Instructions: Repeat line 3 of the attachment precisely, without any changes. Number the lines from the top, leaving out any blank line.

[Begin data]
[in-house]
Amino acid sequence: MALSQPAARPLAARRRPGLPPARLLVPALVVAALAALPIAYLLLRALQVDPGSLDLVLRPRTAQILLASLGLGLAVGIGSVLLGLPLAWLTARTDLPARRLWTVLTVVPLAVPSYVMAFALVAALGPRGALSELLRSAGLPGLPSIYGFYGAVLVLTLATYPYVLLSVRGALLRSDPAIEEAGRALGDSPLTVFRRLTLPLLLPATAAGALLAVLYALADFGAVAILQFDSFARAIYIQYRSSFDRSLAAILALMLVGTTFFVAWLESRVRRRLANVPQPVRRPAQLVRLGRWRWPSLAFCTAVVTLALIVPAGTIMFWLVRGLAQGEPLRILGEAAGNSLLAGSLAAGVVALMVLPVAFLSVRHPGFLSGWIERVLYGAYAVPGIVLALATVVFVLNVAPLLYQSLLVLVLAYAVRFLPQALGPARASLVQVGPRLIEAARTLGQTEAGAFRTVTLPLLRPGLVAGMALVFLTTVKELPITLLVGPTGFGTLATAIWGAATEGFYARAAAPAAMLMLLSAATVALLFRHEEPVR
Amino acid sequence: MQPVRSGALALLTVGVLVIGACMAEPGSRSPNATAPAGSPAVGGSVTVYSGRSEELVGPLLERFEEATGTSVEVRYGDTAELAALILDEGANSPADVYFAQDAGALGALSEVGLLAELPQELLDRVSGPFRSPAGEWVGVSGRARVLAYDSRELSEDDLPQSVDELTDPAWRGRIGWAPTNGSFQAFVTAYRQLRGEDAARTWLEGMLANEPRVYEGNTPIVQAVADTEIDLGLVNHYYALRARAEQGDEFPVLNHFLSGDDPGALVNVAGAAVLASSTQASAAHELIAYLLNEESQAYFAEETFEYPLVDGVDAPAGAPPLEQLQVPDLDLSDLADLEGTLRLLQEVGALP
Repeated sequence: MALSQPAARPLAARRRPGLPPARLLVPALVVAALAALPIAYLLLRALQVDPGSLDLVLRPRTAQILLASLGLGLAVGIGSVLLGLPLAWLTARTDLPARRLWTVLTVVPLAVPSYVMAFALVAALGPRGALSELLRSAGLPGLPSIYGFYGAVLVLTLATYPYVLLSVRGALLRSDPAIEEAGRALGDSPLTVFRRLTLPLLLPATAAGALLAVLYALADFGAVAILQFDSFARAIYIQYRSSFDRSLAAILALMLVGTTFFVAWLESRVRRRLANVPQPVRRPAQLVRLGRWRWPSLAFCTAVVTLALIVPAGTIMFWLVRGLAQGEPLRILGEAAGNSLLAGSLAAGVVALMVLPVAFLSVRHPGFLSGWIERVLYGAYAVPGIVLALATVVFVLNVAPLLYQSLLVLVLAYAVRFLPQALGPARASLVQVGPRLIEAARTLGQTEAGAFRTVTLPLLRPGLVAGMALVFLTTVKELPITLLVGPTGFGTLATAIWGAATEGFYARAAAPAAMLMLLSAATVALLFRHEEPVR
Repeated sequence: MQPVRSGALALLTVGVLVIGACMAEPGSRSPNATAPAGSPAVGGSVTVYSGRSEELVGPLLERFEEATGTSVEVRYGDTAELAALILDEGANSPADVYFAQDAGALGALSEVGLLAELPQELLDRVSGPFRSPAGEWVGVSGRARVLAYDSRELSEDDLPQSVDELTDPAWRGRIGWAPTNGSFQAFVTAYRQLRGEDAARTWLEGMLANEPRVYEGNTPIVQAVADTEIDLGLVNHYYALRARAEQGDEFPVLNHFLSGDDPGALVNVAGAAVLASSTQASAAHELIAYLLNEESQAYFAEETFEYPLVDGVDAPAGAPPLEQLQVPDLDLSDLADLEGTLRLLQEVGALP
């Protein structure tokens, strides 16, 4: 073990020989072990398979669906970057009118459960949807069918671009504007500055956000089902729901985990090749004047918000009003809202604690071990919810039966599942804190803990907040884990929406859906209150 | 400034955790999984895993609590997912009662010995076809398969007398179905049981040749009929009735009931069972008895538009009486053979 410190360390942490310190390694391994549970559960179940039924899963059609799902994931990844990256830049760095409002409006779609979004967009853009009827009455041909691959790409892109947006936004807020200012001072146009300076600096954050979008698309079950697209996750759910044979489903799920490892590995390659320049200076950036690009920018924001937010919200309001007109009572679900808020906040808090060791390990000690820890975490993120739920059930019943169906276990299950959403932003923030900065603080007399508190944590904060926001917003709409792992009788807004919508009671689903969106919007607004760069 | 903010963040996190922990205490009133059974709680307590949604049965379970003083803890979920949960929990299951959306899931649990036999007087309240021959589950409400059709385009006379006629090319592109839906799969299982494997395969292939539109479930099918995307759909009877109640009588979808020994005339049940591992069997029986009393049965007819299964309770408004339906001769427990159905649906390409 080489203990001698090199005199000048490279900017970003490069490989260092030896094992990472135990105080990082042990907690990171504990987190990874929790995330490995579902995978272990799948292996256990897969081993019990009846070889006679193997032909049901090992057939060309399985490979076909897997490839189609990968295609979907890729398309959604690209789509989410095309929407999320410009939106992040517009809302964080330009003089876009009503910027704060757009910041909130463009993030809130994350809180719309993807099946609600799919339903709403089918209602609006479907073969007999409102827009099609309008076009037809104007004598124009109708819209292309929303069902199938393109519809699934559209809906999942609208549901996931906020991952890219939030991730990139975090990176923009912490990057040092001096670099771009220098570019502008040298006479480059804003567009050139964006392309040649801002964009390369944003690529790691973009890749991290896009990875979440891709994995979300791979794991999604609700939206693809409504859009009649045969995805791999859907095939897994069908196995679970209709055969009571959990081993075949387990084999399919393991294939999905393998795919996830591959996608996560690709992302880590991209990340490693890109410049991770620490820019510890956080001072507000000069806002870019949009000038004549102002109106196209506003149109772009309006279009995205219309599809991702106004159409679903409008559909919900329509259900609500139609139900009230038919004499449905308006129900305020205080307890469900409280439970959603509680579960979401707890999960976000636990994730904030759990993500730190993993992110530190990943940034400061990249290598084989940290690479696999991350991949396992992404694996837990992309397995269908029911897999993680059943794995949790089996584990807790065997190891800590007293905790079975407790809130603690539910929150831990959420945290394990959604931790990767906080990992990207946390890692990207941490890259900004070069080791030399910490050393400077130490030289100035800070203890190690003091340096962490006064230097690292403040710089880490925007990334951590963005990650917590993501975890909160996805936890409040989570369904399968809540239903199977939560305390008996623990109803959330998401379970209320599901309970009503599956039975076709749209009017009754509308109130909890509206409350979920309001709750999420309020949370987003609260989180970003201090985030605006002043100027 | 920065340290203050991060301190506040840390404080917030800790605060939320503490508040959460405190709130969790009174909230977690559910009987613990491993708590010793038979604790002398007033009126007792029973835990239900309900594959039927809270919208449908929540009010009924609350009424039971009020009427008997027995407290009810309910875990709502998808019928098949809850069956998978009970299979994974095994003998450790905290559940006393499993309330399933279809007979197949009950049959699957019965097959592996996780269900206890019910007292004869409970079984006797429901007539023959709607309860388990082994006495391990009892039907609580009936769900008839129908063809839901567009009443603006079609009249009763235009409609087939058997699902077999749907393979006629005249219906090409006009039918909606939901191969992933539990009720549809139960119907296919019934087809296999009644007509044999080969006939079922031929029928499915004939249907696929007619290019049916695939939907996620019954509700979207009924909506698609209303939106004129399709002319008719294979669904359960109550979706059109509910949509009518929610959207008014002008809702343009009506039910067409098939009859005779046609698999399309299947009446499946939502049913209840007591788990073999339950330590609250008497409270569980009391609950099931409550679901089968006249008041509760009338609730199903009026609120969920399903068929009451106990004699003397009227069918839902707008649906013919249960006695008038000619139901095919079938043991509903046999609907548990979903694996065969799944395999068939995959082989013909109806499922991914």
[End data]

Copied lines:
Amino acid sequence: MQPVRSGALALLTVGVLVIGACMAEPGSRSPNATAPAGSPAVGGSVTVYSGRSEELVGPLLERFEEATGTSVEVRYGDTAELAALILDEGANSPADVYFAQDAGALGALSEVGLLAELPQELLDRVSGPFRSPAGEWVGVSGRARVLAYDSRELSEDDLPQSVDELTDPAWRGRIGWAPTNGSFQAFVTAYRQLRGEDAARTWLEGMLANEPRVYEGNTPIVQAVADTEIDLGLVNHYYALRARAEQGDEFPVLNHFLSGDDPGALVNVAGAAVLASSTQASAAHELIAYLLNEESQAYFAEETFEYPLVDGVDAPAGAPPLEQLQVPDLDLSDLADLEGTLRLLQEVGALP